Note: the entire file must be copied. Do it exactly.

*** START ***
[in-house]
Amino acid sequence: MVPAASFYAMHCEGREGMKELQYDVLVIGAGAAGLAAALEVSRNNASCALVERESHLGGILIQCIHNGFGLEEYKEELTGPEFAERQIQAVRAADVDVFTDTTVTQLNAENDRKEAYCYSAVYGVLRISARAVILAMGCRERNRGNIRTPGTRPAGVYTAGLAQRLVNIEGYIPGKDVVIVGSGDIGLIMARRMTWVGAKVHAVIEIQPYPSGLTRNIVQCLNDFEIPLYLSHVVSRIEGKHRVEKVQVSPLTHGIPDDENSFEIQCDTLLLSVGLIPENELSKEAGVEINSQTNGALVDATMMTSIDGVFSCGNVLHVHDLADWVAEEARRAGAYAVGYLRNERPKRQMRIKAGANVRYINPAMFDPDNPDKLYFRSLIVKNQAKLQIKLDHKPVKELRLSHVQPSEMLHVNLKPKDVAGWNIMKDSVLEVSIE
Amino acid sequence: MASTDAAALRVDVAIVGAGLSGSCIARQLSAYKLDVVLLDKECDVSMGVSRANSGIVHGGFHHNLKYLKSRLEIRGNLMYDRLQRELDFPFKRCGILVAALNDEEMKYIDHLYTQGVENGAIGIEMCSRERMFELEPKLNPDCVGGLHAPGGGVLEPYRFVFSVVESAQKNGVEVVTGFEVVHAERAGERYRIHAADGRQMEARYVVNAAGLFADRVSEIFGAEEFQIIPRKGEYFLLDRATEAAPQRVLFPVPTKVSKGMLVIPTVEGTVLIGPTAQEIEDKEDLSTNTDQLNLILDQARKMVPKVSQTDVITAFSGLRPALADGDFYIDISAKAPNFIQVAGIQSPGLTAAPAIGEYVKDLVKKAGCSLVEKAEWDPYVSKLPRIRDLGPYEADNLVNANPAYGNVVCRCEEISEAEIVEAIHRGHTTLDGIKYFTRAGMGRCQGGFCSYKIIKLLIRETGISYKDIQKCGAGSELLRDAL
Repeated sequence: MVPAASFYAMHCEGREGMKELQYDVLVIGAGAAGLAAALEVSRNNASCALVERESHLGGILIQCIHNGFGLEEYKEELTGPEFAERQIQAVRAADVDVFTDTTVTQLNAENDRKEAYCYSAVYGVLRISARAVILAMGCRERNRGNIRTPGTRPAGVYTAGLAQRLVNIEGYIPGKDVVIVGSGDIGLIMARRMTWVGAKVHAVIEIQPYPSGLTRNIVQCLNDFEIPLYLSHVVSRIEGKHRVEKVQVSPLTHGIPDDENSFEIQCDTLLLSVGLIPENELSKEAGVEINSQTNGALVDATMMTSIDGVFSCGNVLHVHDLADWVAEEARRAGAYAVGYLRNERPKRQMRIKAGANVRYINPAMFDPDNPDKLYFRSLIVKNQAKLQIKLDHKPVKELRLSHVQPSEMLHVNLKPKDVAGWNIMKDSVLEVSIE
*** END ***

[in-house]
Amino acid sequence: MVPAASFYAMHCEGREGMKELQYDVLVIGAGAAGLAAALEVSRNNASCALVERESHLGGILIQCIHNGFGLEEYKEELTGPEFAERQIQAVRAADVDVFTDTTVTQLNAENDRKEAYCYSAVYGVLRISARAVILAMGCRERNRGNIRTPGTRPAGVYTAGLAQRLVNIEGYIPGKDVVIVGSGDIGLIMARRMTWVGAKVHAVIEIQPYPSGLTRNIVQCLNDFEIPLYLSHVVSRIEGKHRVEKVQVSPLTHGIPDDENSFEIQCDTLLLSVGLIPENELSKEAGVEINSQTNGALVDATMMTSIDGVFSCGNVLHVHDLADWVAEEARRAGAYAVGYLRNERPKRQMRIKAGANVRYINPAMFDPDNPDKLYFRSLIVKNQAKLQIKLDHKPVKELRLSHVQPSEMLHVNLKPKDVAGWNIMKDSVLEVSIE
Amino acid sequence: MASTDAAALRVDVAIVGAGLSGSCIARQLSAYKLDVVLLDKECDVSMGVSRANSGIVHGGFHHNLKYLKSRLEIRGNLMYDRLQRELDFPFKRCGILVAALNDEEMKYIDHLYTQGVENGAIGIEMCSRERMFELEPKLNPDCVGGLHAPGGGVLEPYRFVFSVVESAQKNGVEVVTGFEVVHAERAGERYRIHAADGRQMEARYVVNAAGLFADRVSEIFGAEEFQIIPRKGEYFLLDRATEAAPQRVLFPVPTKVSKGMLVIPTVEGTVLIGPTAQEIEDKEDLSTNTDQLNLILDQARKMVPKVSQTDVITAFSGLRPALADGDFYIDISAKAPNFIQVAGIQSPGLTAAPAIGEYVKDLVKKAGCSLVEKAEWDPYVSKLPRIRDLGPYEADNLVNANPAYGNVVCRCEEISEAEIVEAIHRGHTTLDGIKYFTRAGMGRCQGGFCSYKIIKLLIRETGISYKDIQKCGAGSELLRDAL
Repeated sequence: MVPAASFYAMHCEGREGMKELQYDVLVIGAGAAGLAAALEVSRNNASCALVERESHLGGILIQCIHNGFGLEEYKEELTGPEFAERQIQAVRAADVDVFTDTTVTQLNAENDRKEAYCYSAVYGVLRISARAVILAMGCRERNRGNIRTPGTRPAGVYTAGLAQRLVNIEGYIPGKDVVIVGSGDIGLIMARRMTWVGAKVHAVIEIQPYPSGLTRNIVQCLNDFEIPLYLSHVVSRIEGKHRVEKVQVSPLTHGIPDDENSFEIQCDTLLLSVGLIPENELSKEAGVEINSQTNGALVDATMMTSIDGVFSCGNVLHVHDLADWVAEEARRAGAYAVGYLRNERPKRQMRIKAGANVRYINPAMFDPDNPDKLYFRSLIVKNQAKLQIKLDHKPVKELRLSHVQPSEMLHVNLKPKDVAGWNIMKDSVLEVSIE